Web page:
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First round done but plenty of under-the-radar talent still in draft


Below is a look at some of the best players still available in the MLB Draft after Monday's first round and compensation round. To read Dave Perkin's pick-by-pick analysis of each of the 60 picks from Monday night, click here.

Aramis Garcia, Pines Charter HS, Pembroke Pines, Fla.

Solidly built at 6'1" and 190 pounds, Garcia is a rarity: an athletic high school catching prospect with remarkably quick feet and fluid receiving skills. His home-to-second-base throwing times range from 1.85 to 1.95 seconds, already above major league average. Garcia is not quite as advanced with the bat, but he does show the potential to hit for power.

Richard Prigatano, St. Francis HS, Mountain View, Calif.

Scouts descended, en masse, to St. Francis High this spring to observe Tyler Goeddel, a top third base prospect. Prigatano was thus discovered. Strong, athletic and mobile at 6'3" and 200 pounds, Prigatano, a righthanded hitter, dazzled scouts with his picturesque power swing. Said one scout, "I'd pay him $400,000 based on his batting practice."

Trent Gilbert, Torrance HS, Torrance, Calif.

Unimpressive during the summer and fall showcase season in 2010, Gilbert has improved significantly in the spring of 2011. Leaner, quicker and fitter than he was last year, Gilbert is an angular shortstop with silky smooth fielding ability, a strong arm, quick reactions and generous range. His lefthanded swing is sweet, exhibiting bat speed and line-drive pull power.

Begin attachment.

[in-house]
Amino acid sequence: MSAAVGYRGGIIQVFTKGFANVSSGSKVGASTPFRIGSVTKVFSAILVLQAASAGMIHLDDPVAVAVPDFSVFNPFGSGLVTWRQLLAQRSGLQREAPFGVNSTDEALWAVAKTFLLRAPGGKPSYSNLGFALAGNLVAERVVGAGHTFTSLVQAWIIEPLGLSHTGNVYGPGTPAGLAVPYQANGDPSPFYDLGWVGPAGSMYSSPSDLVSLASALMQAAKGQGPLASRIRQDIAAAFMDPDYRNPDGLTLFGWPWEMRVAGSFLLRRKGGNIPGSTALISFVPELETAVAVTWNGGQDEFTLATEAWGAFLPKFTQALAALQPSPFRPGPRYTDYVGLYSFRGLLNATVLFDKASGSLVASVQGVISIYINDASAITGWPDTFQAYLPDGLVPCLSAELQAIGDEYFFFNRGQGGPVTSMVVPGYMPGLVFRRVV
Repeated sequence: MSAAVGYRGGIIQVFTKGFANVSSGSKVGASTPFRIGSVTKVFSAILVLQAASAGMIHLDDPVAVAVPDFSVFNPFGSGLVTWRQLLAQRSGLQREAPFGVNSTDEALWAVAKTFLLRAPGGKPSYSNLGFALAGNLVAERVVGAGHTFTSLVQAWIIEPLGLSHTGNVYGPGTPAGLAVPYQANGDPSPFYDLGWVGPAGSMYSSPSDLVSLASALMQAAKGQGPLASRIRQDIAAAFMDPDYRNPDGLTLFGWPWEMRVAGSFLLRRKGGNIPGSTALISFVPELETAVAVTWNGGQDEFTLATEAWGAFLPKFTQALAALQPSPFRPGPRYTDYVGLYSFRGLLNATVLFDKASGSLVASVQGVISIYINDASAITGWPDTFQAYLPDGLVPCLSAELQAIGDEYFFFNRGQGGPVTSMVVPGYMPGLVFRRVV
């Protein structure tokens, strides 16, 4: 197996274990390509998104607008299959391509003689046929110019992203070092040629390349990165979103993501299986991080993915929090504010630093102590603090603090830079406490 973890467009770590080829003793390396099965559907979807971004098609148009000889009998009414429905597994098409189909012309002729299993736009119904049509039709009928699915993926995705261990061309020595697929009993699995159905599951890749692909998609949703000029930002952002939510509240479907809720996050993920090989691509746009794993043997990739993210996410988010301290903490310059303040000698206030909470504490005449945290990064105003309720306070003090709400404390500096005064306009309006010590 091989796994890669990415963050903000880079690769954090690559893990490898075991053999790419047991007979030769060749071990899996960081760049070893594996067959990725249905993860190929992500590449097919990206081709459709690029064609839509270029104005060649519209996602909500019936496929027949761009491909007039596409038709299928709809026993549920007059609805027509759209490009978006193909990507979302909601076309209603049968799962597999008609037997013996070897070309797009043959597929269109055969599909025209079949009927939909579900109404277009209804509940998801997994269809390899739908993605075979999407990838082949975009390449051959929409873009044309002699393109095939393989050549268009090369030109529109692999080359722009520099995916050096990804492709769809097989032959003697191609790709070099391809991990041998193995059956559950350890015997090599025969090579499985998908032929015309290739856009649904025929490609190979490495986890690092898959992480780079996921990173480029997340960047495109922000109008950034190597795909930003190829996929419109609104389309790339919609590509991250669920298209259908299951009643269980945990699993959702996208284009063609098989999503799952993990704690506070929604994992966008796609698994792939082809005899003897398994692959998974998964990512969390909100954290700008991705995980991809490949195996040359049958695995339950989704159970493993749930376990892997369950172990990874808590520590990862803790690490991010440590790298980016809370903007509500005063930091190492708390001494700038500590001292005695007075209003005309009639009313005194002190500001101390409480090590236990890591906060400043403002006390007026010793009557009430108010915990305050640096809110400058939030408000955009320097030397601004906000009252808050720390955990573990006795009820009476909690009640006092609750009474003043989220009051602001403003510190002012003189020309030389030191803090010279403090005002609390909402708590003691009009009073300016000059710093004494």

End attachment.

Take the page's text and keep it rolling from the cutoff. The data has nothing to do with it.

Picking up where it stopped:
Robert Gsellman, Westchester HS, Westchester, Calif.

A member of Westchester's perennial powerhouse basketball team, the tall and lanky Gsellman has been by far the biggest "find" of the 2011 season in Southern California. His easy throwing motion permits him to touch 88-89 off of the mound. Gsellman is a newcomer to third base. He flashes intriguing fielding skills but could easily transfer to rightfield if needed. Scouts are excited about the power potential in Gsellman's bat. He utilizes a sweeping cut which often produces long, towering home runs.

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Billy Flamion, Central Catholic HS, Modesto, Calif.

A sluggish start combined with unfounded rumors of an exorbitant price tag resulted in many scouts abandoning Flamion. He has since ignited, showing an exceptionally quick and powerful lefthanded swing. At a recent pre-draft big league workout, Flamion ripped a long wood bat double off of a college senior's 96 mph fastball.

Rashard Harlin, Helix HS, San Diego, Calif.

Scouts flocking to Helix High School to view teammate Jake Reed discovered Harlin. A bit raw in his baseball mechanics, Harlin is an excellent all around athlete, displaying fine speed, a decent arm and flashy fielding ability. Harlin's best asset is his unusually quick bat.

John Norwood, Seton Hall HS, Gladstone, NJ

Lithe and wiry, Norwood is an athletic CF/LF prospect with adequate defensive talents and outstanding speed -- 6.64 in the 60-yard dash. Norwood's whippy swing incorporates a few old-fashioned elements but is fundamentally sound and free of unnecessary movement. He profiles as a top of the order line-drive hitter who utilizes all fields.

Daniel Camarena, Cathedral Catholic HS, San Diego, Calif.

Camarena's raw stuff is not devastating, but he has outstanding command and pitching intelligence. A lefty in the mold of the Cardinals' Jaime Garcia or the Blue Jays' Ricky Romero, Camarena delivers an 88-91 mph fastball which he can cut or sink. His best pitch is his mid-70's curve and he adds a vastly promising changeup. Tough, smart and competitive, Camarena also profiles as an excellent hitting pitcher with Gold Glove-level defensive skills.

Matt Summers, University of California-Irvine

A converted centerfielder who was drafted by the Yankees in the 43rd round out of high school in 2008, Summers has emerged as the ace of the UCI pitching staff. Stoutly built at 6' 1" and 205 pounds, Summers has a 11-2 record in 2011 with a microscopic 1.72 ERA. An aggressive, attacking hurler, Summers' fastball sits in the 92 mph range but can touch the mid-90's. He adds a hard, biting low-70's to low-80's curve. Summers projects best as a short reliever.